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Year in Review: Bioengineers make headway on human body parts

New techniques produce mimics of brain, liver, heart, kidney, retina

3:00pm, December 20, 2013

ALMOST BRAIN  A cross section of an immature lab-grown approximation of a human brain reveals neurons (green) and neuron-producing stem cells (red).


Baron Victor von Frankenstein would have admired the bounty of body parts scientists crafted in the lab this year.

Lab-grown lumps of liver, bits of brain and clumps of heart, kidney and retinal cells can now mimic the functions of organs grown the old-fashioned way.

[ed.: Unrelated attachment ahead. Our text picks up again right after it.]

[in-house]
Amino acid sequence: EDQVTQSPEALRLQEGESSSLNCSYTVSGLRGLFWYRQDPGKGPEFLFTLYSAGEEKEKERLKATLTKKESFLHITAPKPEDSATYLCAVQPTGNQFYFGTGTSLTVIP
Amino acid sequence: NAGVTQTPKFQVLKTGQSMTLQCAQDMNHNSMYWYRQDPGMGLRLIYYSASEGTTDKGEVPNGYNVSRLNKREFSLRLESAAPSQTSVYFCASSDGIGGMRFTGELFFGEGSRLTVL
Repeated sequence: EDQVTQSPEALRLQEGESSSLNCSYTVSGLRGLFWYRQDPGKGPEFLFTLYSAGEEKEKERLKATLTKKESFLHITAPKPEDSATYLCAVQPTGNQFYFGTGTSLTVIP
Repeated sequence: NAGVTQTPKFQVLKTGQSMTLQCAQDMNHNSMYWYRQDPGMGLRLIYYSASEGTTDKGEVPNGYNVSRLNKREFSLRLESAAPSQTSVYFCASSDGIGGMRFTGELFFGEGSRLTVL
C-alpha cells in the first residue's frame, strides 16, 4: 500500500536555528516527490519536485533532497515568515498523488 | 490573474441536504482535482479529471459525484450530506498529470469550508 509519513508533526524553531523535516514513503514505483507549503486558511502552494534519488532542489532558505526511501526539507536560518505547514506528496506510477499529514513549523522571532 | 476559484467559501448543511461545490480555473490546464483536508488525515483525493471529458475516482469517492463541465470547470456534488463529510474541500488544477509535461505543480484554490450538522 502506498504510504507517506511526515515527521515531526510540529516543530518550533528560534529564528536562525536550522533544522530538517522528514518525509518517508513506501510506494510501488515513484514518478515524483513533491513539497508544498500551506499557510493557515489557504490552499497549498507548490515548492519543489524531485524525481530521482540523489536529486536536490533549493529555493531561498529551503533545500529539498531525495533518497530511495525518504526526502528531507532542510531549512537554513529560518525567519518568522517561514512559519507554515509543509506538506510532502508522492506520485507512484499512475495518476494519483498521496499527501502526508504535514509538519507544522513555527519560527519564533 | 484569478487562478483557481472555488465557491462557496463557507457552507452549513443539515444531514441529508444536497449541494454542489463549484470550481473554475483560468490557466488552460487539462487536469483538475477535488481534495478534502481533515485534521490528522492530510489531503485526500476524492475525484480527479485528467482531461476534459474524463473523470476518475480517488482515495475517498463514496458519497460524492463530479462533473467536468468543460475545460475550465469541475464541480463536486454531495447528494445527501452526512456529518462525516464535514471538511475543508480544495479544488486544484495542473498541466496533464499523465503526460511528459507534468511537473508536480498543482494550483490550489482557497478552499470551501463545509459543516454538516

Scientists have no plans to assemble a monster, of course. Artificial organs may instead one day help repair or even replace a person’s damaged tissues. But that day is still many years away, says retinal cell researcher Robin Ali of University College London. “Making a neuron in a dish is exciting, but it’s not a therapy,” he says. 

In the last few years, researchers have learned how to turn embryonic stem cells into all sorts of different cell types, such as skin cells, heart

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